Using hidden cameras and telephone recording equipment, two women posing as abused spouses visited ten of Sweden's largest mosques as part of a report put together by Sveriges Television (SVT) investigative news programme "Uppdrag granskning".
The women then asked leaders at the mosques for advice about how to address issues such as polygamy, assault and non-consensual sex.
Six out of the ten mosques visited by the women, who had also claimed that their husbands had multiple wives, told them that they should nevertheless agree to have sex with their husbands even if they didn't want to.
Six of the mosques also advised the women against reporting spousal abuse to the police. Leaders at another mosque were divided on the issue, while women received vague advice from yet another mosque.
Only two of the mosques gave the women clear advice directing them to report their abusive husbands to police.
The women were also told by nine of the ten mosques that men had the right – under certain circumstances – to have more than one wife.
Only one mosque told the women that men didn't have the right to be married to several women at the same time and that their husbands needed to follow Swedish law.
The advice, which in many cases advocated violating Swedish laws, came from imams or family counselors at the mosques.
When "Uppdrag granskning" host Janne Josefsson approached two of the largest mosques featured in the programme to inquire about their official position on matters discussed by the women, the answers he received were totally different than what the women heard.
When confronted by what the imam at the Uppsala mosque told the women, the Islamic leader explained that the imam had expressed his personal opinion in urging the women to forgive their abusive husbands rather than report them to police.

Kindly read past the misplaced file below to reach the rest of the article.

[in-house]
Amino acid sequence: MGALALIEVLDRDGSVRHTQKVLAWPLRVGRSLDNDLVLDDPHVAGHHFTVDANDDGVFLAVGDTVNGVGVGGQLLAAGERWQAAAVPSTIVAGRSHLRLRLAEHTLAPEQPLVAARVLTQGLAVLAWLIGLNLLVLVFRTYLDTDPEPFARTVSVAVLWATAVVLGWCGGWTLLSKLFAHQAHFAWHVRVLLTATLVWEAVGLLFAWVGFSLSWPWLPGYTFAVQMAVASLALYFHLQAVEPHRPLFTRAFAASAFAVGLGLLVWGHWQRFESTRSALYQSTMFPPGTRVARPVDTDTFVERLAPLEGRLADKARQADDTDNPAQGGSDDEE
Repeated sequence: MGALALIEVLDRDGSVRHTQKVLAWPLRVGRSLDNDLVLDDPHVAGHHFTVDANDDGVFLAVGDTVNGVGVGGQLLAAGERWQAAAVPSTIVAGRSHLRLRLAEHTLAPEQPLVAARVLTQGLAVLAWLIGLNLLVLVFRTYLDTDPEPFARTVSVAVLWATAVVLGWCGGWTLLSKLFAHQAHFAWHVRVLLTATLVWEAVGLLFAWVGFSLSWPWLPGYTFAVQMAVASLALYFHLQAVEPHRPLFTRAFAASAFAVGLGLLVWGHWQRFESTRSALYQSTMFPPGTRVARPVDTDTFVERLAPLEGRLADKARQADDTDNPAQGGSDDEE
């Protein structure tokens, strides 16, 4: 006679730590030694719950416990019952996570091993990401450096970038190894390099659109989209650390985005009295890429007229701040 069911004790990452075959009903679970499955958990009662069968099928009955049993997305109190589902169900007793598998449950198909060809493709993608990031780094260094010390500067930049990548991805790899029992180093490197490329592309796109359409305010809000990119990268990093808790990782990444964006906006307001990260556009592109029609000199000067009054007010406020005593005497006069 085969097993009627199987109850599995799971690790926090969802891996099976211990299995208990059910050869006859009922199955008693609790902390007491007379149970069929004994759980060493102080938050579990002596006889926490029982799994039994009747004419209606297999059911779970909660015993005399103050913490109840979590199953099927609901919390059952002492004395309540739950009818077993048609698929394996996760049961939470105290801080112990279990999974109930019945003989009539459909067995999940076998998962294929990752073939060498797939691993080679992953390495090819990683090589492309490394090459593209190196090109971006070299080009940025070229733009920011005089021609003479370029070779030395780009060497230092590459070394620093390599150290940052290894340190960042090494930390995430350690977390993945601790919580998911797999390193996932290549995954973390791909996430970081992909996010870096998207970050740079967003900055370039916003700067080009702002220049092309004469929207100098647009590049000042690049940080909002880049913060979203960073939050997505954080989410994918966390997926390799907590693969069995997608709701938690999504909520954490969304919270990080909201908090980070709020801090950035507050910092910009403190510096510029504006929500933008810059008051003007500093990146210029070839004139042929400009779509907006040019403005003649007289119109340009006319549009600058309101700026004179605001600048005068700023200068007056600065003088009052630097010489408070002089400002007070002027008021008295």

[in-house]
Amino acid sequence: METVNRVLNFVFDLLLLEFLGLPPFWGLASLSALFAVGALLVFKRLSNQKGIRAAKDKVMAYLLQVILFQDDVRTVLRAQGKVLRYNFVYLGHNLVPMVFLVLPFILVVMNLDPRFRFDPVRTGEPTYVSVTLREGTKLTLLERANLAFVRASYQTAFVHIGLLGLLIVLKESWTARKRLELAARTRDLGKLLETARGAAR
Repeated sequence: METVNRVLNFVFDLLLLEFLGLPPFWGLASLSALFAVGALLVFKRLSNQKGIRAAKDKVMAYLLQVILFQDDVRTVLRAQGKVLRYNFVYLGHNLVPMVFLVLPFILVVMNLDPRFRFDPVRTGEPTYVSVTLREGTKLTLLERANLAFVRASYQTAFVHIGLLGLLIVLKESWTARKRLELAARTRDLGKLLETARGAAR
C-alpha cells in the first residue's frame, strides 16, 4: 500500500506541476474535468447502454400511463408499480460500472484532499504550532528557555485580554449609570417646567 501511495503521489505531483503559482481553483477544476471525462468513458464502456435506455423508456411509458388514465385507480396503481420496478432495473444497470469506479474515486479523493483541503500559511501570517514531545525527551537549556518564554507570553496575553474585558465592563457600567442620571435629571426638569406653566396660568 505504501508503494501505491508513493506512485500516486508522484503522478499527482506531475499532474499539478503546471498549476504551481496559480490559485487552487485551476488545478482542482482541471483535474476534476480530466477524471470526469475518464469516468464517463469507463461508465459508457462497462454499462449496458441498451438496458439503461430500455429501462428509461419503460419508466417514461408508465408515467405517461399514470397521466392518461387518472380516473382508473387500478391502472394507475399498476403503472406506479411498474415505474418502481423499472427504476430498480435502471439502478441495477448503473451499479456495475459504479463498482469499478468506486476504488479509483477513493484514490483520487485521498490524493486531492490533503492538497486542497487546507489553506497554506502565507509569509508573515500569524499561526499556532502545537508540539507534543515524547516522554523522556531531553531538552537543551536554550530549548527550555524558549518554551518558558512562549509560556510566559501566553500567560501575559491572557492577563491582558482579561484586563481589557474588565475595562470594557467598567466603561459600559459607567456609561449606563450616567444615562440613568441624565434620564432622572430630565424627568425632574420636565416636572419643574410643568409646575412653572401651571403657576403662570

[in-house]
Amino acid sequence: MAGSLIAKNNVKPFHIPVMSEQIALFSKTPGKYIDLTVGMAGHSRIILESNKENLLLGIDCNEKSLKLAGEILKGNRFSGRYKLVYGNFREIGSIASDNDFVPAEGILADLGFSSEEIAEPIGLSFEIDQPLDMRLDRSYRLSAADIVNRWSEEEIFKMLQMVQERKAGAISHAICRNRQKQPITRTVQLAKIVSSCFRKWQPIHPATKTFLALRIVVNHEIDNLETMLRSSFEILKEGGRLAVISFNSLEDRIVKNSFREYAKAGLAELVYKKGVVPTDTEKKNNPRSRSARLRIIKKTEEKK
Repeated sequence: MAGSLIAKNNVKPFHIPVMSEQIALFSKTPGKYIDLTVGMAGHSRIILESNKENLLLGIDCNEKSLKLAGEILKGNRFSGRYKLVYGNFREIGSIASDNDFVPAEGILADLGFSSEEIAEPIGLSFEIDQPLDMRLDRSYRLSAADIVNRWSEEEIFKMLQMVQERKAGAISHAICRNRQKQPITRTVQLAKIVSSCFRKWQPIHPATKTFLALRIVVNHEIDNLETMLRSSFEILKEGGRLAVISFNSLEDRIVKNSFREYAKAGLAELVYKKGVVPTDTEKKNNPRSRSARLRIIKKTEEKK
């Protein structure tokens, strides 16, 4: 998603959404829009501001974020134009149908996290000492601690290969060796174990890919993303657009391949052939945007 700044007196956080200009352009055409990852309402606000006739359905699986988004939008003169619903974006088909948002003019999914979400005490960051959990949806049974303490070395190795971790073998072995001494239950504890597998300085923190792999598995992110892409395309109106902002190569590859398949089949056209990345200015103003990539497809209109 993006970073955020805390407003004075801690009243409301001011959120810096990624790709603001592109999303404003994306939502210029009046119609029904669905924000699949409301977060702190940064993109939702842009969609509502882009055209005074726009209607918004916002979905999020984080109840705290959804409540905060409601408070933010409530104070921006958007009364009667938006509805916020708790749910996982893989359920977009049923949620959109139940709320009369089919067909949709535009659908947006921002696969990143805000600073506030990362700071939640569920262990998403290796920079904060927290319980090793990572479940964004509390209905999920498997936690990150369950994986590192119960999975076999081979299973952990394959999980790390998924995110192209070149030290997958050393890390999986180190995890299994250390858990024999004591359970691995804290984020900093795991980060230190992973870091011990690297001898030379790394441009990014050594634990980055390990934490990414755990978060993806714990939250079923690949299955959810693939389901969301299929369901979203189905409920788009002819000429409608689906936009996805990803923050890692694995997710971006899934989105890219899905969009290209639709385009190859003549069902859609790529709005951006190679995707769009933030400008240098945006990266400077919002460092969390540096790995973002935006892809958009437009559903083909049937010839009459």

The imam with whom the woman met at the mosque in Stockholm defended polygamy and also advised against filing a police report about husbands who beat them.
He suggested instead that the women try to show their husbands more love.
"Don't refuse to give him love, because then he might change," said the imam.
Upon seeing the SVT report, however, the board of the Islamic Association in Stockholm (Islamiska förbundet Stockholm) decided to suspend the imam immediately and launch an internal investigation.
"This is a clear breach of Swedish law and they commit professional misconduct in their capacities as imams and associations," Muhammad Fazlhashemi, a professor and author of books on Muslim intellectual history, told the TT news agency.
Fazlhashemi, who also appears in the SVT report, has reviewed a written transcript of the advice given to the women.
"What these men are saying to the woman violates their human rights. The men demean and insult the women when they say 'you need to tolerate that these men hit you'," said Fazlhashemi.
He is highly critical of the imams featured in the SVT report for not following Swedish law.
"Considering the fact that the mosques have received state funding, they have also committed to following Swedish law and the basic principles of democracy," he said.
Fazlhashemi describes the Muslim leaders featured in the piece as "conservative, letter of the law traditionalists".
"Now it's time for some housecleaning. They need to weed out the bad seeds," he said.
Fazlhashemi, who is also a Muslim, expressed concerns that such outdated mosque representatives benefit Muslim-haters and the far-right Sweden Democrats.
"They confirm the negative picture of Muslims. It's a real shame that they confirm of the prejudices that Islamophobes have," he said.